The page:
Virgin is carrying $5 billion in debt, with most of its full time staff already temporarily stood down. It's 90 per cent foreign owned, with Richard Branson's Virgin Group holding 10 percent.

“Over the five decades I have been in business, this is the most challenging time we have ever faced,” Sir Richard said in a letter to his staff.

Tasmania cluster grows.

Tasmania's cases have grown to 200 with five new cases reported in the state's north west outbreak.

Four women in their 50s and another woman in her 80s were among those who tested positive yesterday, with the north-west dealing with an outbreak at Burnie's public and private hospitals that's infected 70 healthcare workers and 20 patients.

Eight people have died in the state.

New Zealand will ease lockdown conditions from next week.

New Zealand will end four weeks of level-four restrictions at 11.59pm next Monday and move to a level-three lockdown that will mirror many of Australia's restrictions.

"Elimination doesn't mean zero cases," Ms Ardern told reporters. "It means zero tolerance for cases."

coronavirus australia april 18
Jacinda Ardern will loosen New Zealand's lockdown on Monday. Image: Getty.

The country will reopen schools from Tuesday, allow more businesses such as construction and forestry industries to resume work and allow restaurants to operate for delivery orders only.

Just like in Australia, officials are hoping to use a tracking app, as well as asking people to record diary entries to trace the spread of the virus.

Around the world.

Italy has reported 2256 new cases - the lowest daily infection figure in more than five weeks, and 454 more deaths, the second lowest daily toll since March 19.

The death toll in France has surpassed 20,000.

New York has registered a third straight day of drops in their death toll, with 478 fatalities in the past 24 hours.

The current COVID-19 figures.

The UK has had the lowest daily death toll in a fortnight with 449 fatalities, bringing their total number of deaths to 16,500.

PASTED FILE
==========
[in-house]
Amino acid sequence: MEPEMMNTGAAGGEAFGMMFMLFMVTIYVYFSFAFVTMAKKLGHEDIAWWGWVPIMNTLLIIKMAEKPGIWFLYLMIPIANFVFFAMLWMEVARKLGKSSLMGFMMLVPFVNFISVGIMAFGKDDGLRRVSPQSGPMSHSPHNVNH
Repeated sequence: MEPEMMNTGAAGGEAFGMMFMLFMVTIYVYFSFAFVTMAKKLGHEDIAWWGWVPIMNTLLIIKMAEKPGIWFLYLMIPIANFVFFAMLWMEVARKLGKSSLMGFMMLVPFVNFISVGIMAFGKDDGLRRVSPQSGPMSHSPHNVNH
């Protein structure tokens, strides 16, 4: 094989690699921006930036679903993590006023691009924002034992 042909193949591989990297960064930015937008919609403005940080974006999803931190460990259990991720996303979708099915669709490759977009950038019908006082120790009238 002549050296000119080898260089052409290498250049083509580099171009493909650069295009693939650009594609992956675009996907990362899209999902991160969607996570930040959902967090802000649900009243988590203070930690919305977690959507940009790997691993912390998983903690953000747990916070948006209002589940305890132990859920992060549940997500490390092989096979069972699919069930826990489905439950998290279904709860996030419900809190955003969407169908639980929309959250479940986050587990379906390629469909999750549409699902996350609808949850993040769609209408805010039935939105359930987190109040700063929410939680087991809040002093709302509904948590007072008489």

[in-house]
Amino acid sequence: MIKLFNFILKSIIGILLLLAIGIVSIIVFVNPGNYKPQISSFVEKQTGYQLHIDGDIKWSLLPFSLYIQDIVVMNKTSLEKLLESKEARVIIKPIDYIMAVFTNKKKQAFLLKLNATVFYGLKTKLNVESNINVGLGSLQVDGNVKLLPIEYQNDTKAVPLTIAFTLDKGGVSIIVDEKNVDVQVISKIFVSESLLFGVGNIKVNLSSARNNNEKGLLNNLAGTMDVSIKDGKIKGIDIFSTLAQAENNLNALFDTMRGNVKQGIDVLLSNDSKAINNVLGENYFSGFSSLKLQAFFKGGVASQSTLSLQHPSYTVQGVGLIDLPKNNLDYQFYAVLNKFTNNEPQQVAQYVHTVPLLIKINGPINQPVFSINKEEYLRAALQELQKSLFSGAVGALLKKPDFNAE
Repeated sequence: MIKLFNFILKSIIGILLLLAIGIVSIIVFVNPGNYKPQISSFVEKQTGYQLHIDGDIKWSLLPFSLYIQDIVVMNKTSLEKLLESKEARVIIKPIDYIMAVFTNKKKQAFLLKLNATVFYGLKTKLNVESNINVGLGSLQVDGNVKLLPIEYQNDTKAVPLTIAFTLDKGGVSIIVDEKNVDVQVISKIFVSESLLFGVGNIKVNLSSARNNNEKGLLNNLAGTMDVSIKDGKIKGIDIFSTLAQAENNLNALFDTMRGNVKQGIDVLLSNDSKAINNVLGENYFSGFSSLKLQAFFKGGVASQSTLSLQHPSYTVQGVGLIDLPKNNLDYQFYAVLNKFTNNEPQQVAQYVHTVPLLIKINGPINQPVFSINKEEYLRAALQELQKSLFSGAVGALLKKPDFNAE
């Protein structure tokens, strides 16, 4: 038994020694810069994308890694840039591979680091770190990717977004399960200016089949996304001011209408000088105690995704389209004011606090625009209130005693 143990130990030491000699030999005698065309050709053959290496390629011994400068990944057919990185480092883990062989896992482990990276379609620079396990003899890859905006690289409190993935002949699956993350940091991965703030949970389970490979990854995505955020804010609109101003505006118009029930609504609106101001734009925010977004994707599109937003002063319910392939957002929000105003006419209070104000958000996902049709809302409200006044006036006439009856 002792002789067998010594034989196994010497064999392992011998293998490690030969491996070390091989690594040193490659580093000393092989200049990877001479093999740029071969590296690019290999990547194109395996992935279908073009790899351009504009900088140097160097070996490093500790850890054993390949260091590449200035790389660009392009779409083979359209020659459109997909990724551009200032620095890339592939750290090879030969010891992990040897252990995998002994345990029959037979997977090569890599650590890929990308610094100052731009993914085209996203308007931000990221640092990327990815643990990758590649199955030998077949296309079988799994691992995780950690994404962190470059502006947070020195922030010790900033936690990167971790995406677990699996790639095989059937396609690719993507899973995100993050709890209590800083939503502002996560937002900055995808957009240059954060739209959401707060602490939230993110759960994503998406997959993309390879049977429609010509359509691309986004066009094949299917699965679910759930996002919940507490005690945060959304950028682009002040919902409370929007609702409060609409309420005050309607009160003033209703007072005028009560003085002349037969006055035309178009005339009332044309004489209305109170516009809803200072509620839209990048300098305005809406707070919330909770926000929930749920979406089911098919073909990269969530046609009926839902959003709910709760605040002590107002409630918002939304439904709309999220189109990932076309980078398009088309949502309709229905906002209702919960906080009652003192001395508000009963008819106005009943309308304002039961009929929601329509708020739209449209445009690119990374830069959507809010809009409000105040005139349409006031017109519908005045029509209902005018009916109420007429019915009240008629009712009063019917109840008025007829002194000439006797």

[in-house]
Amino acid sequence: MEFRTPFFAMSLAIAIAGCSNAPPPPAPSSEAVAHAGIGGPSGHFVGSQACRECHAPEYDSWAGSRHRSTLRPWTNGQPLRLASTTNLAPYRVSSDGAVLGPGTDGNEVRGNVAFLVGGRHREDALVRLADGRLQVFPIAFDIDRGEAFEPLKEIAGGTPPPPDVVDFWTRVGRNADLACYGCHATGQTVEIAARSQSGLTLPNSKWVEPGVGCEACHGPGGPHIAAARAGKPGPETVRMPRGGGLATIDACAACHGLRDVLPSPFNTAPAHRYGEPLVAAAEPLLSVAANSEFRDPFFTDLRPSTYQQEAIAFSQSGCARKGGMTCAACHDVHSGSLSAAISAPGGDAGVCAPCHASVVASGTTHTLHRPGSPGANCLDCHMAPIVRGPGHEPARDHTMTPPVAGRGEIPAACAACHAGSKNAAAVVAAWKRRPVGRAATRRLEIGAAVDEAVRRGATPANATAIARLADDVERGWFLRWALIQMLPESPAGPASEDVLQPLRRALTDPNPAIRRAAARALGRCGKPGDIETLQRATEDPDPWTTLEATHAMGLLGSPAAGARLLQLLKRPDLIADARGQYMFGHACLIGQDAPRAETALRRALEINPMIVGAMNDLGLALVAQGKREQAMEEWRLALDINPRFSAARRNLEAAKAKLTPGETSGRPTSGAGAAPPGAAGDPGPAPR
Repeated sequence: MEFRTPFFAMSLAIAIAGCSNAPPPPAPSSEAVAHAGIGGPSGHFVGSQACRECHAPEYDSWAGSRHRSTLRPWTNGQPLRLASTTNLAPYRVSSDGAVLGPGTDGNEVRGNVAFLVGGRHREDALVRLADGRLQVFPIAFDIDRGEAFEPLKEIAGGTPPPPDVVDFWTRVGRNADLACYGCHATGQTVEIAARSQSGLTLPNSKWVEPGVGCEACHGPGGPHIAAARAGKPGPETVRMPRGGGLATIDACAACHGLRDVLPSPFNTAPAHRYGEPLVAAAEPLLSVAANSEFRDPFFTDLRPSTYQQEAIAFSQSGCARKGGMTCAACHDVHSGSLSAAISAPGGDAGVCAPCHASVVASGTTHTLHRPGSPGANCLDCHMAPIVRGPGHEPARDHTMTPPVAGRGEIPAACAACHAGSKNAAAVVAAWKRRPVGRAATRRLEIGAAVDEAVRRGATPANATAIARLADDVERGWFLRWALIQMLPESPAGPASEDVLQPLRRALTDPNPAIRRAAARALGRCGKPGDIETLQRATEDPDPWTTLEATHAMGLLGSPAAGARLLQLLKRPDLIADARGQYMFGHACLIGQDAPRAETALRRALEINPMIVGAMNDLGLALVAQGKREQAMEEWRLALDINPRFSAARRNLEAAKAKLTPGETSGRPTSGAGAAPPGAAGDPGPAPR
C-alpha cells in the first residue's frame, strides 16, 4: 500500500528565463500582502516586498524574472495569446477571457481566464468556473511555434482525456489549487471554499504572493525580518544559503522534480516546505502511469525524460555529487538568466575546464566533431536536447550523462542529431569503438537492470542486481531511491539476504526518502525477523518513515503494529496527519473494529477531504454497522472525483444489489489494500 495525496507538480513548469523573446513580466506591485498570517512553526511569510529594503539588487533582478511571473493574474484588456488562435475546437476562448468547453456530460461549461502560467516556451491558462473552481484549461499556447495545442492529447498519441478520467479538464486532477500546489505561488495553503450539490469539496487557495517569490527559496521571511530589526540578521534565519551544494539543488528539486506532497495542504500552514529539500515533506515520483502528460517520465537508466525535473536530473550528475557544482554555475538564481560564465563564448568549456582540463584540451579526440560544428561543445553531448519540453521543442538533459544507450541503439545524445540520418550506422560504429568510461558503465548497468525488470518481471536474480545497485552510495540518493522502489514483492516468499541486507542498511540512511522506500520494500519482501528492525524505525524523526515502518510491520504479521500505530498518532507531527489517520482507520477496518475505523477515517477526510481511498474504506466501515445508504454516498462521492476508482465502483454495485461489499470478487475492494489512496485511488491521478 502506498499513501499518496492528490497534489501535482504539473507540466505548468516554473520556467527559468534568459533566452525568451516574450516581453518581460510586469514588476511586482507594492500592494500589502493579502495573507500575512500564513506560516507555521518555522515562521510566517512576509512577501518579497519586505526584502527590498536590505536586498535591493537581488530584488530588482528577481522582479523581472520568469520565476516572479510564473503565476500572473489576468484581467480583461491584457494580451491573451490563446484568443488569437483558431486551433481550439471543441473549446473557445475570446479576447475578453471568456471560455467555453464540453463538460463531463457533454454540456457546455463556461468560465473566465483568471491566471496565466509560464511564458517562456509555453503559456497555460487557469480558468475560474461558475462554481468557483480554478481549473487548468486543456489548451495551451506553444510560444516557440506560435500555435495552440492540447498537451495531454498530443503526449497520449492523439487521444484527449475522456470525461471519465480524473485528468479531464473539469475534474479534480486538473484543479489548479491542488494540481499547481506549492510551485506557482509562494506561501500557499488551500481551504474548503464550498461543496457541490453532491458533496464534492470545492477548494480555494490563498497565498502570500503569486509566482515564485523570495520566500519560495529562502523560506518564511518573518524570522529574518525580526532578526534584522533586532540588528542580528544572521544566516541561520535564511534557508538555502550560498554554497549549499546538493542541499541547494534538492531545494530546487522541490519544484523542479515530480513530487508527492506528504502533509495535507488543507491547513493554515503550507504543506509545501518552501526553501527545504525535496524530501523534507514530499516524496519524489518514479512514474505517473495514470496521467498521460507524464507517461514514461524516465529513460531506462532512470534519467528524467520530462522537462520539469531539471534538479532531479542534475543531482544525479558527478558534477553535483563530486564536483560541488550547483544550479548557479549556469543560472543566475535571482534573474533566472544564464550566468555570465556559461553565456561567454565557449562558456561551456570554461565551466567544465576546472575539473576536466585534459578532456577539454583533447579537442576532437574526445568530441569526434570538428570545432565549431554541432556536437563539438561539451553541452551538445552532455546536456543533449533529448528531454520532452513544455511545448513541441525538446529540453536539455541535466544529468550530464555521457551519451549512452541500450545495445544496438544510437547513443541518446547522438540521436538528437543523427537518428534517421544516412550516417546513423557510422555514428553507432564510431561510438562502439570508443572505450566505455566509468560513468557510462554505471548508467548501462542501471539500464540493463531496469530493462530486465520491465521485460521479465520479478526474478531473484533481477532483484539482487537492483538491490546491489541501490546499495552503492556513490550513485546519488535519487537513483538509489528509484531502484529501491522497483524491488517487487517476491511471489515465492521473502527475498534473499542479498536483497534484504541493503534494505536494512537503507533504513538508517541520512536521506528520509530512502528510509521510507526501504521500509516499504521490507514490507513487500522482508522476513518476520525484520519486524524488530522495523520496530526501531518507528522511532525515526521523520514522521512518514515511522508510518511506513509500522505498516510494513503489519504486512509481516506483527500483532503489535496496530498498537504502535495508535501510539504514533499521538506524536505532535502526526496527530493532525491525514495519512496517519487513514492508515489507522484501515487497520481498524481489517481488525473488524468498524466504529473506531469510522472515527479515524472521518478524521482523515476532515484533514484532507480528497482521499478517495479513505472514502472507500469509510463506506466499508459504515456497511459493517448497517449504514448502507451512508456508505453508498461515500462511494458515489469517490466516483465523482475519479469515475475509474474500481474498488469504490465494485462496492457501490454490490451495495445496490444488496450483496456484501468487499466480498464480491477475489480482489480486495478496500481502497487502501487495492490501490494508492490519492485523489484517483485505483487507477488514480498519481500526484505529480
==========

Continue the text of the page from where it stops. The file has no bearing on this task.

Prince Philip, the Duke of Edinburgh, has released a rare public statement saying he "wanted to recognise the vital and urgent work being done by so many to tackle the pandemic; by those in the medical and scientific professions, at universities and research institutions, all united in working to protect us from COVID-19."

prince philip quotes
Image: Getty

Denmark has reopened small business, schools and childcare.

Iran has reopened intercity highways, and shopping centres.

Germany is allowing shops with a surface area of 8600 square feet to open.

WHO warns the worst is yet to come.

The World Health Organisation chief has warned "the worst is yet ahead of us" in the coronavirus outbreak as many countries ease restrictive measures aimed at reducing its spread.

WHO Director-General Tedros Adhanom Ghebreyesus did not specify why he believes the outbreak that has infected some 2.5 million people and killed more than 166,000 could get worse.

He and others, however, have previously pointed to the likely future spread of the illness through Africa, where health systems are far less developed.

"Trust us. The worst is yet ahead of us," Tedros told reporters."Let's prevent this tragedy. It's a virus that many people still don't understand."

- With AAP

Feature image: Getty.

To protect yourself and the community from COVID-19, keep at least 1.5 metres away from other people, regularly wash your hands and avoid touching your face.

If you are sick and believe you have symptoms of COVID-19, call your GP ahead of time to book an appointment. Or call the national Coronavirus Health Information Line for advice on 1800 020 080. If you are experiencing a medical emergency, call 000.

To keep up to date with the latest information, please visit the Department of Health website.